This statement adds gravity to everything else he says in the video and shows how much you can influence someone you lead.
Second, note that he appreciated his coach not just for his leadership in the sport, but to any situation. I believe this quote reveals a valuable point for anyone aspiring to become a great leader:
He used sports to teach us how to apply ourselves to any situation.
Though many people advise connecting tasks to higher purposes (or greater meaning, value, or importance, which I’ve come to collectively call MVIP) to motivate teams, I think this quote improves on that advice. Since everyone finds MVIP in different places, you don’t know what different people consider higher MVIP. Different people at different times most highly value family, freedom, their country, religion, work, hobbies, and so on. You can only learn another’s MVIP from them.
It seems more important to motivate people is to connect tasks to personal MVIP. To those you lead, personal MVIP will feel like higher MVIP.
Why specify the difference between higher and personal MVIP if it feels the same to the person you motivate?
I differentiate for two reasons. First, it motivates you, the leader, differently. Finding personal MVIP forces you to learn about the person you’re motivating. You have to learn what they value and why. It motivates you to put their interests above yours when you think of how to motivate them. Second, it decreases the risk you’ll try to impose your MVIP on them. Imposing your values on others generally feels to the others like being judged. When your values differ, you provoke debate and discourage following — that is, you do the opposite of leading.
Just because you consider something a higher calling doesn’t mean someone else does.
Wooden valued Christianity highly and used it in his coaching, but since Abdul-Jabbar valued Wooden’s teaching so highly despite converting to Islam, I expect Wooden didn’t impose his values on Abdul-Jabbar. I expect he came to understood what Abdul-Jabbar valued and worked with that. Wooden’s apparently modest goal of helping Abdul-Jabbar apply himself to situations better probably resulted in more effective leadership.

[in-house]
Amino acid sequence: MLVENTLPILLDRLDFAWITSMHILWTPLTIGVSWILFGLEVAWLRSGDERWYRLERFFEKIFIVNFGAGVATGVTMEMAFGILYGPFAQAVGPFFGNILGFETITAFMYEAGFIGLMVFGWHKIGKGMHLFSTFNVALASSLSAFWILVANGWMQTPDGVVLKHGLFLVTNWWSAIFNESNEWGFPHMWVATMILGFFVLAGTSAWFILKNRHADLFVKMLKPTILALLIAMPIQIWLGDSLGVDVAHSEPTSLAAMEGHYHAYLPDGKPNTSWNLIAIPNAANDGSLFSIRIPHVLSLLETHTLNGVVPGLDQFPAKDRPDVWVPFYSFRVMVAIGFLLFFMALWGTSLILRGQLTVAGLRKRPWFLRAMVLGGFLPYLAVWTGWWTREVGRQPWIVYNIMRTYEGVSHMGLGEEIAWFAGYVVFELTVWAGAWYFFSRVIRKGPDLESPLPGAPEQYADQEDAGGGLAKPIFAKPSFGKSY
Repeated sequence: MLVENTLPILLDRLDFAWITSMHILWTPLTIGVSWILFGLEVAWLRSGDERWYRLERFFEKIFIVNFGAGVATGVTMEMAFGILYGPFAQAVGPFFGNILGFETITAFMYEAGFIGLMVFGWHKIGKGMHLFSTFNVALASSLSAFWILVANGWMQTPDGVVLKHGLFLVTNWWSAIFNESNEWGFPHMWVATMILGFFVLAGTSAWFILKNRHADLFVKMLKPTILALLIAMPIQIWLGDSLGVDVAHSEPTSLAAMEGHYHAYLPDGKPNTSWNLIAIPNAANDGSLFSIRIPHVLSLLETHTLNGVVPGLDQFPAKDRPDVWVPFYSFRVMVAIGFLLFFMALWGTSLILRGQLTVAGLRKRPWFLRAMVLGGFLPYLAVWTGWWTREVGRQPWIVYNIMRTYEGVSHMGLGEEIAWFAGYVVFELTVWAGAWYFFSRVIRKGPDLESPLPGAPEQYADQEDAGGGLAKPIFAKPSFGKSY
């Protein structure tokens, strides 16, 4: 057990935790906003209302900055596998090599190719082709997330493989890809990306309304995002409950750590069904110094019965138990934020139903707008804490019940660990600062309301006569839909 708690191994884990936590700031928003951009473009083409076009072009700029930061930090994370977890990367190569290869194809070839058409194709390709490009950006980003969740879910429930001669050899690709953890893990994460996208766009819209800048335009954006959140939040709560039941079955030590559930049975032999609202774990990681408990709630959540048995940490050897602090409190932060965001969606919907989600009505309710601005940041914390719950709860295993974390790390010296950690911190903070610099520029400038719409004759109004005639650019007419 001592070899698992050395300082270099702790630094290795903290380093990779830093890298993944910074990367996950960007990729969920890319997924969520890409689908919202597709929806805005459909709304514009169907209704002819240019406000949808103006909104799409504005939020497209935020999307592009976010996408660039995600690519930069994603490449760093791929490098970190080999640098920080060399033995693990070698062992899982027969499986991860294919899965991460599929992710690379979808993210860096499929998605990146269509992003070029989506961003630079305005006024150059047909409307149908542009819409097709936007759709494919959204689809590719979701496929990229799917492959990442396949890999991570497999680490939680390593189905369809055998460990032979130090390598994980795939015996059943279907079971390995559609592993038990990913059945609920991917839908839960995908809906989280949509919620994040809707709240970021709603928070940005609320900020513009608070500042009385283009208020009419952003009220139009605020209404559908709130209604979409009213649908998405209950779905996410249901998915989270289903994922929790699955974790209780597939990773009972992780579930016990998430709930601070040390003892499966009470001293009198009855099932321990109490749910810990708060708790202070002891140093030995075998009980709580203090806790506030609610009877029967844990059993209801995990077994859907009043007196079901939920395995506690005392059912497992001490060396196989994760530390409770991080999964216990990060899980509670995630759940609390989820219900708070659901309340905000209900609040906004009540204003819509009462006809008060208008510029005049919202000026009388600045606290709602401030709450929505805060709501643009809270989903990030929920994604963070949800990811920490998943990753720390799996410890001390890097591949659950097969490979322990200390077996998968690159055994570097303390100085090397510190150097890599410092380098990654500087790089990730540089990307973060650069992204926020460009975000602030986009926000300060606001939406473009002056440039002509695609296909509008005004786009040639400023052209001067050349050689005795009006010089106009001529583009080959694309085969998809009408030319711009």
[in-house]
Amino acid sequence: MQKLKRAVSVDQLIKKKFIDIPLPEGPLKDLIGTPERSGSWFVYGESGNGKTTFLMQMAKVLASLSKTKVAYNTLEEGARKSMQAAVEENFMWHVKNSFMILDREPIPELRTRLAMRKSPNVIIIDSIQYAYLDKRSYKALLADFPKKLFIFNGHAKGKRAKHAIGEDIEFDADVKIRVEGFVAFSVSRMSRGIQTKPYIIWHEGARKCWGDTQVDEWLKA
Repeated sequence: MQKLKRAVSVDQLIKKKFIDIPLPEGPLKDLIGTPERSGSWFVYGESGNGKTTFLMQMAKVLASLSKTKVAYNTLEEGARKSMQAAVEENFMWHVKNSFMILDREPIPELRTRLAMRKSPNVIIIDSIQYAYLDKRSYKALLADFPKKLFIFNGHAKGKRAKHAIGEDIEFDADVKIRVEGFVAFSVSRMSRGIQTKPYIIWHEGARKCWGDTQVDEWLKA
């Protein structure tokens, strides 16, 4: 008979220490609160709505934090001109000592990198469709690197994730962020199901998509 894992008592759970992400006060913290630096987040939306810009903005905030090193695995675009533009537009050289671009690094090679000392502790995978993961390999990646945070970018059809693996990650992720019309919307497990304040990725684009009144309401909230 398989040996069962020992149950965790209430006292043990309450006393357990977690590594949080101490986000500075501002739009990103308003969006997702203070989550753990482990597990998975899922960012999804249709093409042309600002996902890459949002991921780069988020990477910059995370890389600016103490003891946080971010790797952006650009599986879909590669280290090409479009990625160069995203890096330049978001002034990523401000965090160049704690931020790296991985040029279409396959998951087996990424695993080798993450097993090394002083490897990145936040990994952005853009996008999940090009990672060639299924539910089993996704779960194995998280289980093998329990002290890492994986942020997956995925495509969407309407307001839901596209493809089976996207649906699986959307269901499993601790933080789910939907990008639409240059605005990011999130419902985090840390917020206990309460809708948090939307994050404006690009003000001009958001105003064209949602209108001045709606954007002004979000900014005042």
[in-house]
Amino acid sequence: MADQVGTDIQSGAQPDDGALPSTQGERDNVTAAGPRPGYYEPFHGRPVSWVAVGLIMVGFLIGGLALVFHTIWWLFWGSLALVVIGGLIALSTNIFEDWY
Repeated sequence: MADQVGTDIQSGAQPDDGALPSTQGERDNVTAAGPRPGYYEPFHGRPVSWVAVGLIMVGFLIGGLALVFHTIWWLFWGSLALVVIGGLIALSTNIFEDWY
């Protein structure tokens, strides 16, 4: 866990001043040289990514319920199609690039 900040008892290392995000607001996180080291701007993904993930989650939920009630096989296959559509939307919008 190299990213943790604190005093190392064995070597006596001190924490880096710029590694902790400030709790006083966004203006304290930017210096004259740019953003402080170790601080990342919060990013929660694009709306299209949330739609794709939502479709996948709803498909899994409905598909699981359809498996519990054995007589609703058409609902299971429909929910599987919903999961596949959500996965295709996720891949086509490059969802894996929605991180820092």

Third, note which order Abdul-Jabbar states what Wooden imparted.
to get our education and learn how to compete according to the rules
Get an education first, learn to compete second. Maybe there was no meaning behind the ordering, but combined with his not saying the word “basketball” once in the quote, I believe Abdul-Jabbar felt he got more MVIP from Wooden’s coaching education and life lessons than from coaching basketball, however important basketball was to both. I believe this ordering illustrates that Wooden found ways to understand his players and coach them for what they valued personally more than what he valued.
Fourth, note what that motivation led to:
We learned all about those aspects of life that most kids want to skip over. He wouldn’t let us do that.
He learned about what most kids wanted to skip. Do you get the idea the things he worked hardest on, that kept him from just having fun, he valued most? And that that work won his championships over teams with players who didn’t do that work?
Leaders who motivate people to do what others don’t create winning teams.
I think these four lines, of all the things Abdul-Jabbar could have said decades after being coached by Wooden, after winning awards and accolades few others have matched in any sport, reveal a heart and core of leadership that motivates people to work beyond what others would and then thank the leader for motivating them to work so hard.